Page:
Scottish ministers plan property sale

19 Dec 11
The Scottish Government plans to offload at least a quarter of its property over the next four years, and has hinted strongly that it wants councils and health authorities to follow suit.

By Keith Aitken in Edinburgh | 20 December 2011

The Scottish Government plans to offload at least a quarter of its property over the next four years, and has hinted strongly that it wants councils and health authorities to follow suit.

Alastair Merrill, commercial and procurement director for the Scottish Government,  told Public Finance: ‘Within central government in Scotland we thought we needed to demonstrate that we were on the front foot on this and so, we thought, let’s set ourselves a challenging target.’

Asked how confident he was of meeting the 25% disposals target, he said: ‘Ministers will nail me in a very sore place if we don’t deliver,’ adding: ‘From my perspective, that figure is probably a starting point. I would look to go beyond it.’

The plans emerged at a conference in Edinburgh on managing the public sector estate, and follow a series of critical reports by the Accounts Commission, Audit Scotland and the Scottish Futures Trust. They identified a lack of coherent estates strategy among Scottish public bodies, a mounting backlog of maintenance work, and the possibility of major savings. 

Asked whether the government expected equivalent action by other bodies, Merrill said he was not in the business of telling them what to do, but noted: ‘The SFT report highlighted significant potential for savings from the NHS and councils as well.’ In total, the SFT put potential savings at about £28m a year.

‘This is very much on ministers’ radar, both because of the savings that rationalisation of the estate can deliver, but also because of the importance of strategic investment to deliver Scotland’s recovery,’ Merrill said.

‘The spotlight is shining into the dark corners of every publicly owned building as never before.’

According to Audit Scotland, central and local government owns land and buildings worth £34bn in Scotland, plus roads valued at nearly £20bn.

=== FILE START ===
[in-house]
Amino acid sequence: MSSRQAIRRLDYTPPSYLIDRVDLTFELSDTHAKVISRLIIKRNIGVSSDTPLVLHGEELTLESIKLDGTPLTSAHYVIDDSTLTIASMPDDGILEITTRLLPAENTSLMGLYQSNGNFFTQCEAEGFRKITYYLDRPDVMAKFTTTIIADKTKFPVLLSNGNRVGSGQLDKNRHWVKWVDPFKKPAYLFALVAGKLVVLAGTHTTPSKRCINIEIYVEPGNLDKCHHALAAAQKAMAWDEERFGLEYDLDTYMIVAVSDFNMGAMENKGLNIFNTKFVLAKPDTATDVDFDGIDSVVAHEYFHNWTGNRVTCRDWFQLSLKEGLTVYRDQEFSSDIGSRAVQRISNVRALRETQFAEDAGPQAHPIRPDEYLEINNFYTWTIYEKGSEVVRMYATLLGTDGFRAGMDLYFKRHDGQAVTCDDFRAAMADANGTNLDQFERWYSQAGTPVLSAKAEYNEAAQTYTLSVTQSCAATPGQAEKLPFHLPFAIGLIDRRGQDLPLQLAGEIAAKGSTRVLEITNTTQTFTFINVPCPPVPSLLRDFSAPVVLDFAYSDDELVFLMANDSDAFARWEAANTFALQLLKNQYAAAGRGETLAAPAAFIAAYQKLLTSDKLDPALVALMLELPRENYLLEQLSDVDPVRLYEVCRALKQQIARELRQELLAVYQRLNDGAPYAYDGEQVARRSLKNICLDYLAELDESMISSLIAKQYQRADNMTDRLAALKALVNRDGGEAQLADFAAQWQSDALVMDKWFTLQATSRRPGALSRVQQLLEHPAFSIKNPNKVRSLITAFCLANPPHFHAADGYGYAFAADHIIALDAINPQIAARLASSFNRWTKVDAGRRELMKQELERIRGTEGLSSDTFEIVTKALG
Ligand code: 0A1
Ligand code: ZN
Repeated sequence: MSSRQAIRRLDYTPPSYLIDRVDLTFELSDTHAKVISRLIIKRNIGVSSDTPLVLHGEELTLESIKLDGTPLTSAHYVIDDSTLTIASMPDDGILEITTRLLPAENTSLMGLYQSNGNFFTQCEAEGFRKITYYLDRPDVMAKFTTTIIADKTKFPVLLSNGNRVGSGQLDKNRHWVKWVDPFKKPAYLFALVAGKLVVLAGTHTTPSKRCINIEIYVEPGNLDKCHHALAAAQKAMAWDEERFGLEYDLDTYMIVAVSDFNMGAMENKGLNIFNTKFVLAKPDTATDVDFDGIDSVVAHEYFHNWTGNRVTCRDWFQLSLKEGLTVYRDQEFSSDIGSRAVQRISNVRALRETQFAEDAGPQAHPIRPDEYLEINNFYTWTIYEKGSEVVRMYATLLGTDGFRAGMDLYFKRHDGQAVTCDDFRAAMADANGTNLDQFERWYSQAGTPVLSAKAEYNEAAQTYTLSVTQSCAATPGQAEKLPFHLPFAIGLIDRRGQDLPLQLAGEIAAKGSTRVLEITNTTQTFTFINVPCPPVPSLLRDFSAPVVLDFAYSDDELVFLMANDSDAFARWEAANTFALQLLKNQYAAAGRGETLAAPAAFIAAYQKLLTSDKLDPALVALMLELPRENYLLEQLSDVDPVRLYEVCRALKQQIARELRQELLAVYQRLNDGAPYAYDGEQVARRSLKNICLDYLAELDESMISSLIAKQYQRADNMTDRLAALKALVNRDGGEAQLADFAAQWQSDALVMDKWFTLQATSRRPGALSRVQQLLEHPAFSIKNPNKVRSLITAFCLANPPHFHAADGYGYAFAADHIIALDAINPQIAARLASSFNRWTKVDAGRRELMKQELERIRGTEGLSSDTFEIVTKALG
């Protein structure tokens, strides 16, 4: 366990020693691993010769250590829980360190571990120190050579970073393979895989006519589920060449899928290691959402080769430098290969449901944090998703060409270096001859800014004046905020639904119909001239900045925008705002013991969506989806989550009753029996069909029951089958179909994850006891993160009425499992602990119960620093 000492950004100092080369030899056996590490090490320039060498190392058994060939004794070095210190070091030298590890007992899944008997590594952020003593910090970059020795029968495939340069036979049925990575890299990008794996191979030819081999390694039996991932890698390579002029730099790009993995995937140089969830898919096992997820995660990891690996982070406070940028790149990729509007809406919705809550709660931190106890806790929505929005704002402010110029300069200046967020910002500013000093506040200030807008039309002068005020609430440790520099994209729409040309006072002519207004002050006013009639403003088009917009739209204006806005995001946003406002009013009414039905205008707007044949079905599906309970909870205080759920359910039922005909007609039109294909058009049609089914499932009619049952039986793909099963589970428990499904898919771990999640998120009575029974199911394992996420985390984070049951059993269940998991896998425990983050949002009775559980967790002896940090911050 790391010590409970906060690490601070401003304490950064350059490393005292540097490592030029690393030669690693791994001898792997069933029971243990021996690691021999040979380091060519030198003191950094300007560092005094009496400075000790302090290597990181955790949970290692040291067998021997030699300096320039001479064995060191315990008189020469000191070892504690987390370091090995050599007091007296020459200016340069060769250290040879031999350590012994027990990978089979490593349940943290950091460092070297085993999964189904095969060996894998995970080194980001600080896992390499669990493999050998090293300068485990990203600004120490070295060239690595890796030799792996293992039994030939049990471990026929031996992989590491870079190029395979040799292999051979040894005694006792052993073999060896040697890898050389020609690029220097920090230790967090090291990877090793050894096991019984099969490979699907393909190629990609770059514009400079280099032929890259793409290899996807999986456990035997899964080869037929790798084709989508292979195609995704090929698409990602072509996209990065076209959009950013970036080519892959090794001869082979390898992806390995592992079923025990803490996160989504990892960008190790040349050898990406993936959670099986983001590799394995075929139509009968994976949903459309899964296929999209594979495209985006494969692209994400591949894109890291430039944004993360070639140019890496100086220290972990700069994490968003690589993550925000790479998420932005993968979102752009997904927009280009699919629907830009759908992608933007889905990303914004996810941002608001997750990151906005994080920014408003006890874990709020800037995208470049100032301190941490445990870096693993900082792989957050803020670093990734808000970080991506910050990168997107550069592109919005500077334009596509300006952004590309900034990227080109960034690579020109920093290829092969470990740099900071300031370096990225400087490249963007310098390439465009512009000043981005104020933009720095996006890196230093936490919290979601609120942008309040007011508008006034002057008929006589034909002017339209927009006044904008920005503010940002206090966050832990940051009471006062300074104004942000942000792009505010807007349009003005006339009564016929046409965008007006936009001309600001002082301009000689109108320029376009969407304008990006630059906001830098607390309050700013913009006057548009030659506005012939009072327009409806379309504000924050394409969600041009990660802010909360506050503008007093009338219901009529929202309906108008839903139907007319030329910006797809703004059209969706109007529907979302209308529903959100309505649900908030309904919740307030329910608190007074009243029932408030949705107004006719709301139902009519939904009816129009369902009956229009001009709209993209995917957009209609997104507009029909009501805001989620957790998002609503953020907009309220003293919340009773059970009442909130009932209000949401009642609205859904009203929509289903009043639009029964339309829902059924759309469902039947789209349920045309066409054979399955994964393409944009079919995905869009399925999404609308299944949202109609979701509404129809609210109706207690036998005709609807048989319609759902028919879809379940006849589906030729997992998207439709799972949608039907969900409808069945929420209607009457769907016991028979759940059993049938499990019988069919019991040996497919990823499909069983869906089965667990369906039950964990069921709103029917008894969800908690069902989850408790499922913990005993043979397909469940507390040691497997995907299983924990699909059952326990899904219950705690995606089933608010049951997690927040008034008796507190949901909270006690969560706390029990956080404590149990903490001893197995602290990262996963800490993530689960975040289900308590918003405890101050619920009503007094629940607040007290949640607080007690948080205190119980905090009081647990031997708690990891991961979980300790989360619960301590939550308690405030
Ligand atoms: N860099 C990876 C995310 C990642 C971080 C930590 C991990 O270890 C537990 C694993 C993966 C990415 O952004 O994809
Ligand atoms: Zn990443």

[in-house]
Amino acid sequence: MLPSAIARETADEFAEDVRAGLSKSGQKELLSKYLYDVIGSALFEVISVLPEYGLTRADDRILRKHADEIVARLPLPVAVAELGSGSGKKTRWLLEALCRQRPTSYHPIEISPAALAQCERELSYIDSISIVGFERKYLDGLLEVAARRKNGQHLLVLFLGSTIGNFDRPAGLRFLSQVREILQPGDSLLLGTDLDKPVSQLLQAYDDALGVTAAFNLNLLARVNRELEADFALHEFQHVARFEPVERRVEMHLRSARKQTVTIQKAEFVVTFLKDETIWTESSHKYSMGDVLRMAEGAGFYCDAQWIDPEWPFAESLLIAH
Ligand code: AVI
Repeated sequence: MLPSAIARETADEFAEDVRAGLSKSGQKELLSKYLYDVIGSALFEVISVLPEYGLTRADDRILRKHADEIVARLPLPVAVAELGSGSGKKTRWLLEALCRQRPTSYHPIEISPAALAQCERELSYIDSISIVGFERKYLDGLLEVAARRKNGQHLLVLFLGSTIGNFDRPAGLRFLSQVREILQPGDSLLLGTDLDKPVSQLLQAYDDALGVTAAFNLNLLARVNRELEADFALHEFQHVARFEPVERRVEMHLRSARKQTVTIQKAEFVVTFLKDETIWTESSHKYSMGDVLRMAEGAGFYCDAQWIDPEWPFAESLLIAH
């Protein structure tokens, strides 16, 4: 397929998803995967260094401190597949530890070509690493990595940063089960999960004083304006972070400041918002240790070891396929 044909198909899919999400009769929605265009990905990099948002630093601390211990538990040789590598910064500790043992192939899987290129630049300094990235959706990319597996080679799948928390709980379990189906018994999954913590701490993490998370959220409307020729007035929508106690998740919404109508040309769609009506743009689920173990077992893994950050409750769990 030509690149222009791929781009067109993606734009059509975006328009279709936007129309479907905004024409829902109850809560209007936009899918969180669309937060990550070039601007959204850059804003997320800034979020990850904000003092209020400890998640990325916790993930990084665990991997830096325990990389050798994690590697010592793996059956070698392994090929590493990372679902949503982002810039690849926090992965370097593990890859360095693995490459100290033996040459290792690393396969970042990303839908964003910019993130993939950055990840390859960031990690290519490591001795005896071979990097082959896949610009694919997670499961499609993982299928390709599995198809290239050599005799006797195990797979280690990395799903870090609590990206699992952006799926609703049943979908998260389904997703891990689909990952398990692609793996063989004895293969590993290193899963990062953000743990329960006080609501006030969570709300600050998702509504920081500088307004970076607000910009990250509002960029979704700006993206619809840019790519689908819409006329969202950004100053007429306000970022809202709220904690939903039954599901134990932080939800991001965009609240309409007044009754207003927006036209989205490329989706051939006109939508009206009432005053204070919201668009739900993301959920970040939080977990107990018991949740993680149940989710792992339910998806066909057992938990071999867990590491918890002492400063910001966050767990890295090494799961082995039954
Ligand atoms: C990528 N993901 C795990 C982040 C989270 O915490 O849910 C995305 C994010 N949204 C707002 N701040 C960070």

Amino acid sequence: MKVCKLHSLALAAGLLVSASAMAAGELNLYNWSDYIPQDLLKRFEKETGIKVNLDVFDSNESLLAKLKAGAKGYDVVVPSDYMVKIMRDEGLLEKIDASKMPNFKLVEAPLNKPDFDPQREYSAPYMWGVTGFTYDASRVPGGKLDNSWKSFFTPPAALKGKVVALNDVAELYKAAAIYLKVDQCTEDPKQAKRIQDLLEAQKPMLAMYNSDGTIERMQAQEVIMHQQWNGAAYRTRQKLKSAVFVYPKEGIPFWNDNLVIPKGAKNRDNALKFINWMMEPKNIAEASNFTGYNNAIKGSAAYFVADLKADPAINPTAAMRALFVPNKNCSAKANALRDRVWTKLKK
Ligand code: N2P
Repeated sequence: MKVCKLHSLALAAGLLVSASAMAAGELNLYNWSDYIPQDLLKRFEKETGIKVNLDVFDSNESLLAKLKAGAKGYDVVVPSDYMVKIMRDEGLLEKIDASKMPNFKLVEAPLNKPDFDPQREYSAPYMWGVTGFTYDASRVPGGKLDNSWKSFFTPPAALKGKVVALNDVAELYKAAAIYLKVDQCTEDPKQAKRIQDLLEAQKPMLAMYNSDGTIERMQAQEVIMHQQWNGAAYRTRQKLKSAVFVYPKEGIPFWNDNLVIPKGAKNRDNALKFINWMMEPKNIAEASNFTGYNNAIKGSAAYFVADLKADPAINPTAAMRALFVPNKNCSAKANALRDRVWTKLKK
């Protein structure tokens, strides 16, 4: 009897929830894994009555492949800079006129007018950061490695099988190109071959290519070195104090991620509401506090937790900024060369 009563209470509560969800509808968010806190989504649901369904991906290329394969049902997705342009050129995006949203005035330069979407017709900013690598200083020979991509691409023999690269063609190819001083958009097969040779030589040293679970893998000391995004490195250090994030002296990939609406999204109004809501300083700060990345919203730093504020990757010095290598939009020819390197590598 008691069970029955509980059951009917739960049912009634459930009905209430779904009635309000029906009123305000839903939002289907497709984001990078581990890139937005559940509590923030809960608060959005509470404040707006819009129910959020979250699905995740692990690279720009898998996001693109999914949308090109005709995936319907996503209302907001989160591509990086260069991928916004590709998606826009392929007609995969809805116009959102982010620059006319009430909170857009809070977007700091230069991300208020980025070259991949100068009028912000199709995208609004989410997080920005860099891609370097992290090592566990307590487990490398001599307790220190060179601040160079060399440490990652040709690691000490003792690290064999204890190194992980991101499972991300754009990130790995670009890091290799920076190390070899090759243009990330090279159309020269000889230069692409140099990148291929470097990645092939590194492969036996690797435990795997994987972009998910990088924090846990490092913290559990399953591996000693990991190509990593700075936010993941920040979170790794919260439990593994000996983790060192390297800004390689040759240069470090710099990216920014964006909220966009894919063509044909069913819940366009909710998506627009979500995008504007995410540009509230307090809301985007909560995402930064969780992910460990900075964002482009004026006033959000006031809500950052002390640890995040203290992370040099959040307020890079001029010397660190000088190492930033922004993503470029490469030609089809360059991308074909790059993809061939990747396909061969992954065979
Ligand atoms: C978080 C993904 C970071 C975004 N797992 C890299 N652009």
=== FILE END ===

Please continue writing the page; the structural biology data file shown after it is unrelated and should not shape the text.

Dick Gill, of Audit Scotland’s performance audit group, echoed Merrill’s call for a transformation in property management. Many properties performed poorly in energy efficiency terms, and the -maintenance backlog in 2009 was estimated at £1.8bn for councils and £500m for NHS premises, he said.

But others highlight the difficulty of scaling down the public estate quickly and at a reasonable rate of return, -especially when the property market is in the doldrums and many commercial -buildings are empty.

Gordon Taylor, chair of the -Federation of Property Societies Scotland and property asset manager for Perth & Kinross Council, said local authorities often confronted a dilemma – whether to sell properties cheaply or to continue -maintaining them until the market picked up.

Taylor also pointed out that a high proportion of public property, some of quite recent construction, fell short of current sustainability standards. The requirement for all public buildings to be carbon neutral by 2018 gave urgency to the opportunity to rationalise the estate, he said.

He predicted a future where reliance on buildings gave way to alternative channels for service provision. More public bodies would share offices and services, and there would be fewer public buildings, which would be of a higher quality and use space more efficiently.

Don Peebles, policy and technical manager at CIPFA Scotland, said that in current conditions selling off property might not be the best way to make savings. More might be achieved by using buildings more smartly – although that could involve some form of upfront spend.

‘Asset disposal is only one part of asset management,’ he said. ‘The whole professional approach has to be considered – asset management is more than just cash realisation, important though that is.’


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